Orion Advisor Solutions
Large-scale data security breaches grab headlines every day, exposing businesses and their clients to grievous costs and potential liabilities. In the first half of 2021, more than 1,700 data breaches have exposed about 18.8 billion records. Beyond the financial repercussions of these events, and potentially more significant, is the damage to the reputations of these companies. Consider how confident you feel about these companies having your private information.
How do these breaches happen? And what steps can you take to protect your practice and your reputation from these types of events? Cybercriminals generally compromise business systems one of two ways: either by exploiting known technical vulnerabilities within the targeted system or compelling individual employees with access to the system to provide their credentials.
The overwhelming majority of system vulnerabilities can be eliminated by simply keeping systems patched and updated.
Attacks against individuals are much more difficult to detect and prevent. The most common of these attacks is phishing: the use of cleverly disguised emails designed to trick individuals into providing their credentials. How common? A recent survey of 500 IT leaders and 3,000 employees across the financial services industry, health care, and legal sectors found that 73% of organizations have suffered data breaches caused by phishing attacks in the past year.
Here are some steps advisors can take to protect themselves and their clients from data breaches.
Maintain frequent verbal communications with clients, especially if you notice suspicious client-generated requests or activity. If you see that your client spent a quarter of a million dollars on a down payment for a summer mansion – especially if they have not breathed a word of an expensive new home as a financial goal – check in with them. People appreciate a proactive, early warning much more than a nasty surprise on their financial statements.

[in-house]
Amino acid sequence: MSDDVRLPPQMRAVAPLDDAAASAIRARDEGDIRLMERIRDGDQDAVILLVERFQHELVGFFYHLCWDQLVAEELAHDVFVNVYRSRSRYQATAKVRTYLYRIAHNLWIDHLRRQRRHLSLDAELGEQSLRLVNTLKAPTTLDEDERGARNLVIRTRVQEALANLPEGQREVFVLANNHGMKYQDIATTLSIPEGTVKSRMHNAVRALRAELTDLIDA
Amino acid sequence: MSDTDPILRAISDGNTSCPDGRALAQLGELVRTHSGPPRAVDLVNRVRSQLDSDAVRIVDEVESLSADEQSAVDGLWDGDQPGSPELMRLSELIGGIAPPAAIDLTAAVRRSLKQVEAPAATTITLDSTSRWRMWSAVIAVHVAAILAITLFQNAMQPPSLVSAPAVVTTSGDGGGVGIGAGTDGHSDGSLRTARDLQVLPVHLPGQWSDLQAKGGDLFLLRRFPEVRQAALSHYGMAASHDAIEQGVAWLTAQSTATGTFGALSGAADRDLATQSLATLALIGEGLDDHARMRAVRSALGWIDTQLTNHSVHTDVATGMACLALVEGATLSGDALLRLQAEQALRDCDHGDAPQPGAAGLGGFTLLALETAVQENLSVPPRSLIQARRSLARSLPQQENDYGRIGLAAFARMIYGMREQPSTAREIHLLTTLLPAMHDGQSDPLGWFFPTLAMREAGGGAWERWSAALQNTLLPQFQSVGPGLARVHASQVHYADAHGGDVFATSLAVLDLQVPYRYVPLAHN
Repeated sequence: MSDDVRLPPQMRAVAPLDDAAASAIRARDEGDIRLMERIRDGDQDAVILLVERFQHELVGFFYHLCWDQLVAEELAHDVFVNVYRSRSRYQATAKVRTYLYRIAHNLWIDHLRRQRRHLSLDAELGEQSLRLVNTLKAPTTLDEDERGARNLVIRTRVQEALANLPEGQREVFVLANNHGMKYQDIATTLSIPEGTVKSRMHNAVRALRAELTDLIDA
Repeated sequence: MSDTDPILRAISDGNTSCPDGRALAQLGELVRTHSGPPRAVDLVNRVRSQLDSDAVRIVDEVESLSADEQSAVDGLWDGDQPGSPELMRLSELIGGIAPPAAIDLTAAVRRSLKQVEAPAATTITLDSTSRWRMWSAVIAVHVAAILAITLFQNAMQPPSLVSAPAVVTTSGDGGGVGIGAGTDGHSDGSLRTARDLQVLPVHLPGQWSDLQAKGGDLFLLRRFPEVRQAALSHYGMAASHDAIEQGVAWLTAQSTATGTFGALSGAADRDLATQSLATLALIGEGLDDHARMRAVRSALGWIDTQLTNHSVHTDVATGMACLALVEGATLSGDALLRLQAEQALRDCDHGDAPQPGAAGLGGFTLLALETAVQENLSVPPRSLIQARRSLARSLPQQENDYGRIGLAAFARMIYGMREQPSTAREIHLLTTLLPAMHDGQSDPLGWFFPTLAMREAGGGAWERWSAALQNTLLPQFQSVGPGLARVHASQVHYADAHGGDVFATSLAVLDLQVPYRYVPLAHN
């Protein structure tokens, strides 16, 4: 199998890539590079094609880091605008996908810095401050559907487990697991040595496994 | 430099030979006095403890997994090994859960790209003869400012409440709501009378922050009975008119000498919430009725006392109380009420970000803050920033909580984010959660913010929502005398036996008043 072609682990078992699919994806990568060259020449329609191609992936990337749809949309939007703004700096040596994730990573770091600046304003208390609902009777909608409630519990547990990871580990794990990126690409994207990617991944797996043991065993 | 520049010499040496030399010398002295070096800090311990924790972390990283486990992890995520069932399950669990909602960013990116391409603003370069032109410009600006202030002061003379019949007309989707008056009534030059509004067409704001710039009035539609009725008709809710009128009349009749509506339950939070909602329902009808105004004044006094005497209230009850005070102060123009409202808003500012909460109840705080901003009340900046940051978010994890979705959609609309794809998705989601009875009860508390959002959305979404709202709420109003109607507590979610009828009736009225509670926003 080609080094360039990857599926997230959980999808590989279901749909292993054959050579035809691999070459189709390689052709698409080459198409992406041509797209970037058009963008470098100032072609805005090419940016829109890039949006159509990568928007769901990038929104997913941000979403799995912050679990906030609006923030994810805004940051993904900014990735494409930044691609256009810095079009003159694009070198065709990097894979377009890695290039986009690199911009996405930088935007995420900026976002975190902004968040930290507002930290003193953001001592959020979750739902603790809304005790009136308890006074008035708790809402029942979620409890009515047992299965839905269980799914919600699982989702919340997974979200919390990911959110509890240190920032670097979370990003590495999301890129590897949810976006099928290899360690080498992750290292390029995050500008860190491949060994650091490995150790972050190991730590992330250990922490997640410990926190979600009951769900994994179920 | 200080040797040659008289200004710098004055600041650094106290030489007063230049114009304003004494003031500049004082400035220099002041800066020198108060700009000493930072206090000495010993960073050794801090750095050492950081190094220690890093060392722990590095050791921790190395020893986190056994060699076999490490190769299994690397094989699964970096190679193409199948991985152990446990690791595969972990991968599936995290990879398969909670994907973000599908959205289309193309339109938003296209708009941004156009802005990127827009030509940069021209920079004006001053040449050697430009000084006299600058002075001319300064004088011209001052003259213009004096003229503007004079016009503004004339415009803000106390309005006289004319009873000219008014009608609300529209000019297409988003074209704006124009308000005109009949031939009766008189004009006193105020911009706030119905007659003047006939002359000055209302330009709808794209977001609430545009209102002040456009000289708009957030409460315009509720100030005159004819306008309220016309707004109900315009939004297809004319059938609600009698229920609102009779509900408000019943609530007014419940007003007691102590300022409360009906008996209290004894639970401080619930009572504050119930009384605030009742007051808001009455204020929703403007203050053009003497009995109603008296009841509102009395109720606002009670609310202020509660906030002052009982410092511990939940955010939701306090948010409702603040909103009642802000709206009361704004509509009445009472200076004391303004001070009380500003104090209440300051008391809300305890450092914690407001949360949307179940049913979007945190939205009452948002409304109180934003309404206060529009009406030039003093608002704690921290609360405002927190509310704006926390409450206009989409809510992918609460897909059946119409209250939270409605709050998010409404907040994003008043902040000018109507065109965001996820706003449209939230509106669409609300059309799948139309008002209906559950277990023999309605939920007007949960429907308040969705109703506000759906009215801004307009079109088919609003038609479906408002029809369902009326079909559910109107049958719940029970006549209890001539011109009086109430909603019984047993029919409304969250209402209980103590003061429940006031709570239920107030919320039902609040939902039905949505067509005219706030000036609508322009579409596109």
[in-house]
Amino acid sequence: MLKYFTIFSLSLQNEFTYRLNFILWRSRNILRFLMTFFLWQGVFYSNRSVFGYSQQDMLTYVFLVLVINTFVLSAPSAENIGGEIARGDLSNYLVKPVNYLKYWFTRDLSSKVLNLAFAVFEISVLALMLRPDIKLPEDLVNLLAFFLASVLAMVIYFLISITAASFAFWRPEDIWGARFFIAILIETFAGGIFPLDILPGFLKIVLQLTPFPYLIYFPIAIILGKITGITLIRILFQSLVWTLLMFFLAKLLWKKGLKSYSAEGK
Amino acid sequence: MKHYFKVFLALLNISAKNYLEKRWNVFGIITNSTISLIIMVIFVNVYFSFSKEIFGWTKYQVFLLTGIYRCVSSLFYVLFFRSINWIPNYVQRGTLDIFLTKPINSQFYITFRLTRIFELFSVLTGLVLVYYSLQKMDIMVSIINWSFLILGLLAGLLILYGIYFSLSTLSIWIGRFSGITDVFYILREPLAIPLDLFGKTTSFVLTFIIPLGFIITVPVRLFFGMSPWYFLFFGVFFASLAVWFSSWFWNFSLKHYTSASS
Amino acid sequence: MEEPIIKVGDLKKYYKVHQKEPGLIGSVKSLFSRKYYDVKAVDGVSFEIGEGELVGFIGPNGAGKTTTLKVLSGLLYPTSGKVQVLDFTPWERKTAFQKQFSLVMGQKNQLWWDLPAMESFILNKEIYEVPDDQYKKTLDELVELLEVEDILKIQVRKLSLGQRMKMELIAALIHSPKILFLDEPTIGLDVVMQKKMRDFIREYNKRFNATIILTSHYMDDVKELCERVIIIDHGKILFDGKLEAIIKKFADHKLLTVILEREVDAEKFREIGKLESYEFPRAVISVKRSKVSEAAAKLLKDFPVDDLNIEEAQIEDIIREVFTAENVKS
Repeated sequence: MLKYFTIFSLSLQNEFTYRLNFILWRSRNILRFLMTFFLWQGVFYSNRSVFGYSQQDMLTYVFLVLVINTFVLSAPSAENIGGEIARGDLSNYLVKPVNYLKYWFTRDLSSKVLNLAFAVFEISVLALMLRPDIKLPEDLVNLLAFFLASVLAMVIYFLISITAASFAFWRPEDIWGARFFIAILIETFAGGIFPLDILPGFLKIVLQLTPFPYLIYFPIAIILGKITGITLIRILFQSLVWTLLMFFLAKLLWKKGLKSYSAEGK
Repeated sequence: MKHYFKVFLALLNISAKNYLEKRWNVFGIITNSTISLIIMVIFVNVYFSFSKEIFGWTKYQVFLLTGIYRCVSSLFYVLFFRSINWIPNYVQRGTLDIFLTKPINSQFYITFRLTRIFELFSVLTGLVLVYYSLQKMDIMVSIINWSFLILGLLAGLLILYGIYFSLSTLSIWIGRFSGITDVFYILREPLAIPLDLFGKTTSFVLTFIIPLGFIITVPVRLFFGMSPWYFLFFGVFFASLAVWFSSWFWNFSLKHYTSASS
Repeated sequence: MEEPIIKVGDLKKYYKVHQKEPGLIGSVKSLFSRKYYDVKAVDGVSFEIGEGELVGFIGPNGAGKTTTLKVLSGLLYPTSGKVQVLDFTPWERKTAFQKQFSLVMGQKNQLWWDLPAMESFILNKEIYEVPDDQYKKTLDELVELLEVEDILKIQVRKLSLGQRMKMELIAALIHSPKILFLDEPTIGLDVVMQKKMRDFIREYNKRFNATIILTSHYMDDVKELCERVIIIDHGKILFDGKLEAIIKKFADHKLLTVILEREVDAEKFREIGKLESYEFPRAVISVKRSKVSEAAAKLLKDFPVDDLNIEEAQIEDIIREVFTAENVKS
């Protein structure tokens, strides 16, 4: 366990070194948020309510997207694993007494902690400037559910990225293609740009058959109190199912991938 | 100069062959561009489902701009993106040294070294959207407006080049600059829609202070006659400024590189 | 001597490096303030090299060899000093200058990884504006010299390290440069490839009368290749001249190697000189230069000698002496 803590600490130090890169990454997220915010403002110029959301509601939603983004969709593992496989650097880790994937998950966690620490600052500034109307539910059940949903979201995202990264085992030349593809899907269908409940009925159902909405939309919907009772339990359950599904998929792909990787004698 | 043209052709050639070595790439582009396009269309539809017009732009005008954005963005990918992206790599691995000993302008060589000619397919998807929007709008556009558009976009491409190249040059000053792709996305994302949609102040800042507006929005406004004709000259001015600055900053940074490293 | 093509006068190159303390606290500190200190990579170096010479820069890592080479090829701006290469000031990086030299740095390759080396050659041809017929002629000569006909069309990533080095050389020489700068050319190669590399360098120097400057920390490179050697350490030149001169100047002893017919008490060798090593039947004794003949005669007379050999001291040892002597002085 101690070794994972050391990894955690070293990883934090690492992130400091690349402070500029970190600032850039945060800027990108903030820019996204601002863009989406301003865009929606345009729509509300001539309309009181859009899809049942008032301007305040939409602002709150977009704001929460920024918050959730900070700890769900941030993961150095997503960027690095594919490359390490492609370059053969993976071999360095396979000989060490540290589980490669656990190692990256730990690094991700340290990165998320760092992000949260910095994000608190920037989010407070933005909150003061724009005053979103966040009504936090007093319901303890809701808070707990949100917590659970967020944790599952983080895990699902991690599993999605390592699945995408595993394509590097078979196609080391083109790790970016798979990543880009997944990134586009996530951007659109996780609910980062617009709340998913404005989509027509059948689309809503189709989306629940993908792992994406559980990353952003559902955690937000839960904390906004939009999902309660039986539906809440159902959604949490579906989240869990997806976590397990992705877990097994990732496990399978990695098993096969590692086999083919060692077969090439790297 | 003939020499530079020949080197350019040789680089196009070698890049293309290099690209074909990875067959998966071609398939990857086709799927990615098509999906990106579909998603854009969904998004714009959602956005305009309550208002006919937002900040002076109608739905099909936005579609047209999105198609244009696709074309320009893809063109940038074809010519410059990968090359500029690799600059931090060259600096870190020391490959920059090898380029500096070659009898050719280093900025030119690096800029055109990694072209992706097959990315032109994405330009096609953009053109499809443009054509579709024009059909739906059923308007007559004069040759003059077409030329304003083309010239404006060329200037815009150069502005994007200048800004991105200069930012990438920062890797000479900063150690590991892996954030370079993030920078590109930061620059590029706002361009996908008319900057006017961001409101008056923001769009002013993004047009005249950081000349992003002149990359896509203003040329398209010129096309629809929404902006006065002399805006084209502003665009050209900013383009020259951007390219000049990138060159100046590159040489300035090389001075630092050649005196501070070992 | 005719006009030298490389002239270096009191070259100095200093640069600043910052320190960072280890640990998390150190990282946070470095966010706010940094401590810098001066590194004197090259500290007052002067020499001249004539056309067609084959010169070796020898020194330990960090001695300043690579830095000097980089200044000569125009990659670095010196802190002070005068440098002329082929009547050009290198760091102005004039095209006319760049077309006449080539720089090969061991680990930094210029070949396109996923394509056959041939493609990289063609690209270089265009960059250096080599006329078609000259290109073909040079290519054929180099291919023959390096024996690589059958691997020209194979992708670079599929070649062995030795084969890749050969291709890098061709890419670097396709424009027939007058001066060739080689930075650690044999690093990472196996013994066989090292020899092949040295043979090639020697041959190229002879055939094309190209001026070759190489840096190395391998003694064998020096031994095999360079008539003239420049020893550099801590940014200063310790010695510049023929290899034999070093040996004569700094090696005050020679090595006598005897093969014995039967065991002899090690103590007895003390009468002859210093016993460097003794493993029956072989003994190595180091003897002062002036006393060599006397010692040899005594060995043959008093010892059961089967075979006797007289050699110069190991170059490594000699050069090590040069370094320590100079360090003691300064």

Be Aware of Phishing Attempts
Phishing attempts have become more and more elaborate in recent years. While modern email and digital communication platforms use filters to flag potentially suspicious messages, they are not foolproof. These rules of thumb will greatly decrease your chances of falling prey to phishing.
• Be suspicious of links in messages and consider typing URLs into web browsers instead of trusting email links.
• Have procedures in place to verbally verify client identity and transaction information (account numbers, amounts, etc).
• Ensure everyone understands how to recognize phishing attempts and is always on the alert for them.
• Employees should have a clear understanding of how to respond to and report any suspicious activity.
Update Your Systems and Ask Questions
This includes installing all patches and updating systems as soon as updates are available. Do not access client accounts using public or shared computers. The need for up-to-date software has only become more crucial as remote work and “hybrid” offices increase our reliance on digital platforms and communication.
Finally, advisors should vet their investment managers and vendors carefully. Don’t hesitate to ask questions: you need to know how your partners are protecting client data, and whether that data is stored offshore in a way that complicates potential liability. You should also ask about major data breaches they have faced, and how they were handled and what changes resulted from them.
Cybersecurity is a constantly changing field, and it can feel overwhelming to try and stay on top of the latest threats. But proactive communication and common-sense questions will do a lot to help protect your business and the livelihoods of the clients you serve.